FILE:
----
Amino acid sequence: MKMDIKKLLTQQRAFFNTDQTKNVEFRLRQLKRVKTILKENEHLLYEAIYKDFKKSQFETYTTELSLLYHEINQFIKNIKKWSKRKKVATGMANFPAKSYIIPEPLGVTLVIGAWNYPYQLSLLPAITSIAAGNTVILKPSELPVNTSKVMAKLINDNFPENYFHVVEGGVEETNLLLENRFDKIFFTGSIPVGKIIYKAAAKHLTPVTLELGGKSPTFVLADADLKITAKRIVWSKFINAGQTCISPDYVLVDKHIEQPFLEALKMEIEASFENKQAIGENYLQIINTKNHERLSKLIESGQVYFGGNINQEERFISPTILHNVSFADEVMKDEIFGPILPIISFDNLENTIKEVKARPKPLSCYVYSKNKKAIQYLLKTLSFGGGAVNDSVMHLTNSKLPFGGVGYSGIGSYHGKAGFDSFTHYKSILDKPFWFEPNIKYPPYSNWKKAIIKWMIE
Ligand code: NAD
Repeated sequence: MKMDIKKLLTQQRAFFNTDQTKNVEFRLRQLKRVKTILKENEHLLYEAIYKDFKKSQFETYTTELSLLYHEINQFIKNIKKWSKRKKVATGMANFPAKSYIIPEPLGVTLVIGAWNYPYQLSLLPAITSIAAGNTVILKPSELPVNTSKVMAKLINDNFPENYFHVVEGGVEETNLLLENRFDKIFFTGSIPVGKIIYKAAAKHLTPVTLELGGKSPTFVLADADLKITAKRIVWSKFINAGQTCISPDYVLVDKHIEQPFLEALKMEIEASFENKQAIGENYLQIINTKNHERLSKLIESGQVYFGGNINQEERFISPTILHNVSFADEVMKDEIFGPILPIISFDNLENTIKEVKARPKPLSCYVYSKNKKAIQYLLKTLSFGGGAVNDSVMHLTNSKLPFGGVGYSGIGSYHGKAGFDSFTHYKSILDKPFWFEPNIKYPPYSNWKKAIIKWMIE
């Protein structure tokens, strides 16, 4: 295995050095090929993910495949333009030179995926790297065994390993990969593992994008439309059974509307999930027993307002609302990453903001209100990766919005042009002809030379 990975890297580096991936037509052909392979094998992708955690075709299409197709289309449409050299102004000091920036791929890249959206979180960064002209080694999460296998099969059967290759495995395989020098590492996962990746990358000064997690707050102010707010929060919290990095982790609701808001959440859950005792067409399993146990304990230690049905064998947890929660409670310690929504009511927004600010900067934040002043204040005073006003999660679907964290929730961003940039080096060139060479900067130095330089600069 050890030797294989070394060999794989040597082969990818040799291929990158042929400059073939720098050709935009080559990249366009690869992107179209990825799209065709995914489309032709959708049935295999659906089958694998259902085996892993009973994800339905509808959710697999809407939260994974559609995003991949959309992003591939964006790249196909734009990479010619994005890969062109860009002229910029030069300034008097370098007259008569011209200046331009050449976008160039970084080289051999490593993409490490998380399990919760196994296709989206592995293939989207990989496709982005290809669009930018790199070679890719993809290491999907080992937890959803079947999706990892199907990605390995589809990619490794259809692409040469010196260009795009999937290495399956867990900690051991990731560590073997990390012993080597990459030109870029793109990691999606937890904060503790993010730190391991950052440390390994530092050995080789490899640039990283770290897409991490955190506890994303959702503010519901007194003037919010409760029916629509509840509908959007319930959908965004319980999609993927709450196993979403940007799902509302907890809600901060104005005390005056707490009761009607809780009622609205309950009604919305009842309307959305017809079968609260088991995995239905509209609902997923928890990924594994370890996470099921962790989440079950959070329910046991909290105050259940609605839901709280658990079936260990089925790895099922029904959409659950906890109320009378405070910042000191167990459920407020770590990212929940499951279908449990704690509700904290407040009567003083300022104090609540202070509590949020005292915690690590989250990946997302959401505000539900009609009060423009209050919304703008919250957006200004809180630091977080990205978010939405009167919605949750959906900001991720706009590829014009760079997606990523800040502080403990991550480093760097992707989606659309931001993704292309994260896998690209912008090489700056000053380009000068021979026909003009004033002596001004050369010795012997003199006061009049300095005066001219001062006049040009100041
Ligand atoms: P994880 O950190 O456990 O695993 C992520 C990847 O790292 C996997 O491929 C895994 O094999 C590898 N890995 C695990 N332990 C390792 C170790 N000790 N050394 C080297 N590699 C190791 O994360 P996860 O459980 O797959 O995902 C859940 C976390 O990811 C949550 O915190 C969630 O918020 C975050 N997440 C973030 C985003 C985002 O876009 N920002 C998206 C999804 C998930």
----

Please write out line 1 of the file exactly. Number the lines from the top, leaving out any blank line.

Amino acid sequence: MKMDIKKLLTQQRAFFNTDQTKNVEFRLRQLKRVKTILKENEHLLYEAIYKDFKKSQFETYTTELSLLYHEINQFIKNIKKWSKRKKVATGMANFPAKSYIIPEPLGVTLVIGAWNYPYQLSLLPAITSIAAGNTVILKPSELPVNTSKVMAKLINDNFPENYFHVVEGGVEETNLLLENRFDKIFFTGSIPVGKIIYKAAAKHLTPVTLELGGKSPTFVLADADLKITAKRIVWSKFINAGQTCISPDYVLVDKHIEQPFLEALKMEIEASFENKQAIGENYLQIINTKNHERLSKLIESGQVYFGGNINQEERFISPTILHNVSFADEVMKDEIFGPILPIISFDNLENTIKEVKARPKPLSCYVYSKNKKAIQYLLKTLSFGGGAVNDSVMHLTNSKLPFGGVGYSGIGSYHGKAGFDSFTHYKSILDKPFWFEPNIKYPPYSNWKKAIIKWMIE